Iran changes tack in Iraqi politics after mastermind’s assassination


BAGHDAD: Two diplomats are quietly leading Iran’s push to influence politics in Iraq, in a departure from the more blunt enforcement employed by Qassem Soleimani, a top commander slain in a U.S. air strike.

The consensual tactics in a country where Iran has wrestled with Washington for influence for nearly two decades was designed to break a political deadlock in Baghdad and hasten the departure of nearly 5,000 U.S. troops from Iraq, according to three senior Iranian officials involved in the process.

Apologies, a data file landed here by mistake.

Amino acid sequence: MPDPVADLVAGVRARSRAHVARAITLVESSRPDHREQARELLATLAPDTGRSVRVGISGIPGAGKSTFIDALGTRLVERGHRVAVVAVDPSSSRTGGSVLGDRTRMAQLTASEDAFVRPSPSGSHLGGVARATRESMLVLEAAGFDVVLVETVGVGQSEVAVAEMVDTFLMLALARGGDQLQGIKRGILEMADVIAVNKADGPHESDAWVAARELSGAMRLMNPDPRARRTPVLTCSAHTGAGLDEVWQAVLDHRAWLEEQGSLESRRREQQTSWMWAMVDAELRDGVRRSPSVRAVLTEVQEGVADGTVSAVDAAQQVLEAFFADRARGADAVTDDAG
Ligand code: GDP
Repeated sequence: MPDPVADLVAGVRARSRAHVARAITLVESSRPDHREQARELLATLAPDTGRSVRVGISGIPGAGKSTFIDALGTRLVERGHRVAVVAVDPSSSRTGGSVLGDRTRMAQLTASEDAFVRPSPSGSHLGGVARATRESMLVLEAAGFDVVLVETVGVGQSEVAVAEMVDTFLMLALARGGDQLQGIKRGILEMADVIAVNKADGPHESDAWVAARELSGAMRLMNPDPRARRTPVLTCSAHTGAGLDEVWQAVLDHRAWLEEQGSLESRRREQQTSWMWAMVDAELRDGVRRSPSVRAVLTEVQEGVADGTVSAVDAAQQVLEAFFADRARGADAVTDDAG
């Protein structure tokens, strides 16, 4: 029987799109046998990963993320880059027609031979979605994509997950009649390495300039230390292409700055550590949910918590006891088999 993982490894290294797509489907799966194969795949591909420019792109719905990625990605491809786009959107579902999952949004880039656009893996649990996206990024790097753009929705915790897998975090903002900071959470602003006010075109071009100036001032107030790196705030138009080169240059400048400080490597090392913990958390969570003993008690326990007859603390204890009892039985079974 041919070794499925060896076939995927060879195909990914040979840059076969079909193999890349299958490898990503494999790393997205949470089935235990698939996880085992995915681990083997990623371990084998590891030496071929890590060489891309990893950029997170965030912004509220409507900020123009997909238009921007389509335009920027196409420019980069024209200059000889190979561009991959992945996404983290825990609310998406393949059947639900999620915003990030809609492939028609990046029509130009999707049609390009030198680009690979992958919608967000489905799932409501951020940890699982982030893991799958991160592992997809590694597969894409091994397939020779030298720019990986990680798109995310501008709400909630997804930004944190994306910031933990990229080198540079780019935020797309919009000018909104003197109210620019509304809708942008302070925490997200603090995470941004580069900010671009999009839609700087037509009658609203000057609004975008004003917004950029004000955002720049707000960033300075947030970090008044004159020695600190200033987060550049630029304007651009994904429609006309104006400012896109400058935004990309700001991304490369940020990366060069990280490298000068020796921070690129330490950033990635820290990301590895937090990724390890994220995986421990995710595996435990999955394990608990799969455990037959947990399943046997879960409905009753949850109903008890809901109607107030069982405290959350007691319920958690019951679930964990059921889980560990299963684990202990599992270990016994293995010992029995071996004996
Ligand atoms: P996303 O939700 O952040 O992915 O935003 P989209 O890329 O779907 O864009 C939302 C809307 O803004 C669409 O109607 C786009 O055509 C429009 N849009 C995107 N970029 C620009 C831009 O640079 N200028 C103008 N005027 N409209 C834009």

“Sometimes you need to step back, observe and plan based on realities on the ground,” said a senior Iranian official, who spoke on condition of anonymity.

“We want the Americans to leave the region. If there is chaos in Iraq … Americans will use it as an excuse to extend their stay.” A U.S. State Department spokesman said Washington did not interfere in Iraqi politics.

Washington and Tehran came close to war earlier this year after rocket attacks on Iraqi bases hosting U.S. forces and U.S. air strikes against militia groups, including the one that killed Soleimani in January in Baghdad. —Agencies


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